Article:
It was three years ago, and Alex Amaral had just been diagnosed with type 1 diabetes at 7 years old.
His parents were distraught, unsure of the next steps they would have to take. They were crying on his hospital bed, when suddenly Alex stood up and showed his strength in the moment.
“The first night we stayed there, we’re crying our eyes out [and] we’re trying to be strong for him, and he stands on the bed and he goes, ‘Stop crying. We’ll do this.’ Ever since that point, that’s kind of been his attitude,” his father, John Amaral, said during an interview at Beacon Communications offices on Nov. 26. “He does his thing. You don’t know he even has it. It’s awesome.”
The American Diabetes Association states in a fact sheet called “The Burden of Diabetes in Rhode Island” that the disease is an “epidemic” in the Ocean State, afflicting about 11.5 percent of the adult population alone. The ADA estimates that of the 106,210 people in Rhode Island who have diabetes, about 27,000 don’t know it.
The ADA noted that those with diabetes incur medical expenses 2.3 times higher than those without it.
“You think they’d look up to you, but we kind of do because at that age I wouldn't be taking injections, and it’s amazing,” John said. “I give him credit. He does his school, if he gets low, he does his thing. He does sports, it doesn’t faze him. He doesn't use it as a crutch. He goes on his way. He has that mentality, and it drives my wife and I to go to the State House and get involved with [Juvenile Diabetes Research Foundation], and it’s just a way of life now. Things could be worse.”
Alex is now 10 years old and functioning at a high level. He plays baseball and basketball, and he and his parents are easily able to track his blood sugar levels through a device affixed to his back hip. His readout is displayed through an app that both Alex and his parents are able to check, a much easier process than pricking his fingers several times a day.
It’s allowed Alex more freedom, as he estimates he checks his levels on the device about 30 times a day.
“I can look at my phone and know he’s in range, or if he’s getting high or low we can treat it accordingly,” John Amaral said. “For us, it was a life change as far as understanding, how do you do deal with that? When he’s at parties, and when you go out at a restaurant, you go to Chili’s and he wants a hamburger. You’re trying calculate all the carbs to understand what impact it’s going to have and to get the math and figure out what the ratio is.”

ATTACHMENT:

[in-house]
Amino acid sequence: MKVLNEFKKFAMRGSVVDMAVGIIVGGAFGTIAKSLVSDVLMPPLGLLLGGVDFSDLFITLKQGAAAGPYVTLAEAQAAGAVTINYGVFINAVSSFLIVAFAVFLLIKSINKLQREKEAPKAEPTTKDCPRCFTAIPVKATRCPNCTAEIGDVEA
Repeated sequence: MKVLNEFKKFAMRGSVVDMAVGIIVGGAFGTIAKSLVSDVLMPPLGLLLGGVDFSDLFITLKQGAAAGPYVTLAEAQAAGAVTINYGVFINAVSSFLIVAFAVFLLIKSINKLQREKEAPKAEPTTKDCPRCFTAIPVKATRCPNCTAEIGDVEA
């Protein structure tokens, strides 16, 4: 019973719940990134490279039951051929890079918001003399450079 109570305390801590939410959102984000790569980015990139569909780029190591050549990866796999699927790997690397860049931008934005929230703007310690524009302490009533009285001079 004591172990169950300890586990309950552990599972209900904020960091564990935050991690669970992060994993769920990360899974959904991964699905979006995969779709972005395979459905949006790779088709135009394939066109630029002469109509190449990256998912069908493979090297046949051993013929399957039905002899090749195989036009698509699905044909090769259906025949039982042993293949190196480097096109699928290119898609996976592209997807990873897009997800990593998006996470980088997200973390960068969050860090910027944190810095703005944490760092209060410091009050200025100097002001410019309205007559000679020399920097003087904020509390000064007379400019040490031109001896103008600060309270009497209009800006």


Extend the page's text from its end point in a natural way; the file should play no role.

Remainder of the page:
The past three years have seen the Amaral family link itself up with the Juvenile Diabetes Research Foundation, or JDRF. John said they became involved in JDRF’s annual One Walk – which the company’s website calls its biggest annual event – two years ago, when he spearheaded a top-10 fundraising team. He and his wife became more involved, joining the One Walk committee and attending galas.
Now, they’re thinking bigger. The Amaral team was in the top five for fundraising, with the walk being held in Johnston. The continued success led John to wonder how JDRF can became more involved in Rhode Island, which led to a twofold approach. The first was working with his neighbor, Dist. 25 Sen. Frank Lombardo III, to facilitate a meeting with Gov. Gina Raimondo.
That mission came to fruition in the middle of November, when Alex and John were part of a crew that visited Raimondo at the State House. John said Raimondo was very supportive of their efforts, and she asked what the state could do to help.
He said she also signed a proclamation recognizing World Diabetes Day in Rhode Island, and the State House was lit up blue for a week for type 1 diabetes.
“It was pretty cool,” Alex said concisely.
“She met with us and she spent time with him and my daughter, Mia, she’s 6, and she’s Alex’s biggest cheerleader and she was there and the Governor was with her,” John said. “It was neat, just seeing that support and she’s like, ‘What did you need from the state? What can Rhode Island do?’”
Amaral told Raimondo he would like to have a formal meeting about ways to involve JDRF more in the Ocean State, as the organization only has a larger New England chapter.
“She was very accepting about that, so hopefully later on, down the line, maybe we can meet again and do something,” John said. “That was the first step, hopefully that’s the jumping-off point for something bigger in the state.”
The other prong to the Amarals’ approach is potentially bringing that Rhode Island chapter into existence, though John noted that is a substantial undertaking.
“That’s something that has to go through JDRF and you have to put facts and figures and show a steady stream of income,” John said. “That’s blue sky.”
For now, though, the Amarals want to keep shedding light on type 1 diabetes, and Alex is right there as a symbol of strength and how to live with the condition.
“You don’t hear anything about it, and there’s someone else in his school that has it,” John said. “There’s two or three other kids [at Brown Avenue] over the past couple of years that have it. The more and more you get out there and talk to people, it’s prevalent. It’s how do we do our part of bringing that awareness.”